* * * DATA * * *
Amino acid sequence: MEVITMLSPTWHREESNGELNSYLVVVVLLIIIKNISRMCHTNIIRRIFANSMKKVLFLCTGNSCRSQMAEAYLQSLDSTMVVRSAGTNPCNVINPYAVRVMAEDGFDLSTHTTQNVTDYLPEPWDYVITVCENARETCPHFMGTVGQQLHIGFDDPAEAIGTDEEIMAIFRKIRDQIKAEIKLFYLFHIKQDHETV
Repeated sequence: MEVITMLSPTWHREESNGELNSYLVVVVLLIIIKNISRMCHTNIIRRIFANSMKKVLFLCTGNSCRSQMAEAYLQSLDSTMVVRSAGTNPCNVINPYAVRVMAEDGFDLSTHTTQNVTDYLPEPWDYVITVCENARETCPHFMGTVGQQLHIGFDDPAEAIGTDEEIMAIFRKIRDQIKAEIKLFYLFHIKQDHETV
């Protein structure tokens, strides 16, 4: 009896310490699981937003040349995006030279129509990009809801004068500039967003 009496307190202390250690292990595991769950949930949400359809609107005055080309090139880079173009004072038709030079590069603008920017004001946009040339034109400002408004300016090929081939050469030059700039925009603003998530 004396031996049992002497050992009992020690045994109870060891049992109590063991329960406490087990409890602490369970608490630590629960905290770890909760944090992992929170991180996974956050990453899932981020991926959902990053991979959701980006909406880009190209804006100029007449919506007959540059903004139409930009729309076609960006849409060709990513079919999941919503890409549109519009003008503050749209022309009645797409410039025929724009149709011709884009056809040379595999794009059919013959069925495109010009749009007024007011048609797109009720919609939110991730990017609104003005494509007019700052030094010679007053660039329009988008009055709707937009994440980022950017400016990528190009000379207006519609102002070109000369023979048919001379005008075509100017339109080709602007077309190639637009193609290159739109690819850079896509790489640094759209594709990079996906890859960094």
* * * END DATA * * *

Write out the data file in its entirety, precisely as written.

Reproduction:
Amino acid sequence: MEVITMLSPTWHREESNGELNSYLVVVVLLIIIKNISRMCHTNIIRRIFANSMKKVLFLCTGNSCRSQMAEAYLQSLDSTMVVRSAGTNPCNVINPYAVRVMAEDGFDLSTHTTQNVTDYLPEPWDYVITVCENARETCPHFMGTVGQQLHIGFDDPAEAIGTDEEIMAIFRKIRDQIKAEIKLFYLFHIKQDHETV
Repeated sequence: MEVITMLSPTWHREESNGELNSYLVVVVLLIIIKNISRMCHTNIIRRIFANSMKKVLFLCTGNSCRSQMAEAYLQSLDSTMVVRSAGTNPCNVINPYAVRVMAEDGFDLSTHTTQNVTDYLPEPWDYVITVCENARETCPHFMGTVGQQLHIGFDDPAEAIGTDEEIMAIFRKIRDQIKAEIKLFYLFHIKQDHETV
């Protein structure tokens, strides 16, 4: 009896310490699981937003040349995006030279129509990009809801004068500039967003 009496307190202390250690292990595991769950949930949400359809609107005055080309090139880079173009004072038709030079590069603008920017004001946009040339034109400002408004300016090929081939050469030059700039925009603003998530 004396031996049992002497050992009992020690045994109870060891049992109590063991329960406490087990409890602490369970608490630590629960905290770890909760944090992992929170991180996974956050990453899932981020991926959902990053991979959701980006909406880009190209804006100029007449919506007959540059903004139409930009729309076609960006849409060709990513079919999941919503890409549109519009003008503050749209022309009645797409410039025929724009149709011709884009056809040379595999794009059919013959069925495109010009749009007024007011048609797109009720919609939110991730990017609104003005494509007019700052030094010679007053660039329009988008009055709707937009994440980022950017400016990528190009000379207006519609102002070109000369023979048919001379005008075509100017339109080709602007077309190639637009193609290159739109690819850079896509790489640094759209594709990079996906890859960094």